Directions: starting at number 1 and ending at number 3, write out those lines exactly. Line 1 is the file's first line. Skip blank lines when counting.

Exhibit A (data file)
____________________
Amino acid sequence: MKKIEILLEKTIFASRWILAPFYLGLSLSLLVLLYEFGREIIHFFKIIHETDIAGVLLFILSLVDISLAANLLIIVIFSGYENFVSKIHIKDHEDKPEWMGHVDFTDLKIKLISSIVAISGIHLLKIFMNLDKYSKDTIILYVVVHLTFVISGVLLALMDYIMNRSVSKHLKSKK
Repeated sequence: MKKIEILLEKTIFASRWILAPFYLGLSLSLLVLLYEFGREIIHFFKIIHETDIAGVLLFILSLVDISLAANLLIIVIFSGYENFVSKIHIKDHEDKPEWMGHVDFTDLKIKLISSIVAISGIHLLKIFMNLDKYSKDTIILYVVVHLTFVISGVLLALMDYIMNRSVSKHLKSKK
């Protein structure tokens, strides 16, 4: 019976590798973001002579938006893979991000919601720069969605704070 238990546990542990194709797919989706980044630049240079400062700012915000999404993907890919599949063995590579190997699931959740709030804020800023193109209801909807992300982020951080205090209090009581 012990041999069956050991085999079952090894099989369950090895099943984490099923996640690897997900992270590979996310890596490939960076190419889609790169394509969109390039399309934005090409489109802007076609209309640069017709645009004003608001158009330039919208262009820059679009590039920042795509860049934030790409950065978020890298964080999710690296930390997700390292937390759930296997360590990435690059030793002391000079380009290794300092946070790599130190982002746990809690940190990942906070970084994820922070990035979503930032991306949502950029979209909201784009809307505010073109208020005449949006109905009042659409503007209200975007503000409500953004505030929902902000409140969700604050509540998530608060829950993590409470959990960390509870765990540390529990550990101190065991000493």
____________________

Amino acid sequence: MKKIEILLEKTIFASRWILAPFYLGLSLSLLVLLYEFGREIIHFFKIIHETDIAGVLLFILSLVDISLAANLLIIVIFSGYENFVSKIHIKDHEDKPEWMGHVDFTDLKIKLISSIVAISGIHLLKIFMNLDKYSKDTIILYVVVHLTFVISGVLLALMDYIMNRSVSKHLKSKK
Repeated sequence: MKKIEILLEKTIFASRWILAPFYLGLSLSLLVLLYEFGREIIHFFKIIHETDIAGVLLFILSLVDISLAANLLIIVIFSGYENFVSKIHIKDHEDKPEWMGHVDFTDLKIKLISSIVAISGIHLLKIFMNLDKYSKDTIILYVVVHLTFVISGVLLALMDYIMNRSVSKHLKSKK
């Protein structure tokens, strides 16, 4: 019976590798973001002579938006893979991000919601720069969605704070 238990546990542990194709797919989706980044630049240079400062700012915000999404993907890919599949063995590579190997699931959740709030804020800023193109209801909807992300982020951080205090209090009581 012990041999069956050991085999079952090894099989369950090895099943984490099923996640690897997900992270590979996310890596490939960076190419889609790169394509969109390039399309934005090409489109802007076609209309640069017709645009004003608001158009330039919208262009820059679009590039920042795509860049934030790409950065978020890298964080999710690296930390997700390292937390759930296997360590990435690059030793002391000079380009290794300092946070790599130190982002746990809690940190990942906070970084994820922070990035979503930032991306949502950029979209909201784009809307505010073109208020005449949006109905009042659409503007209200975007503000409500953004505030929902902000409140969700604050509540998530608060829950993590409470959990960390509870765990540390529990550990101190065991000493």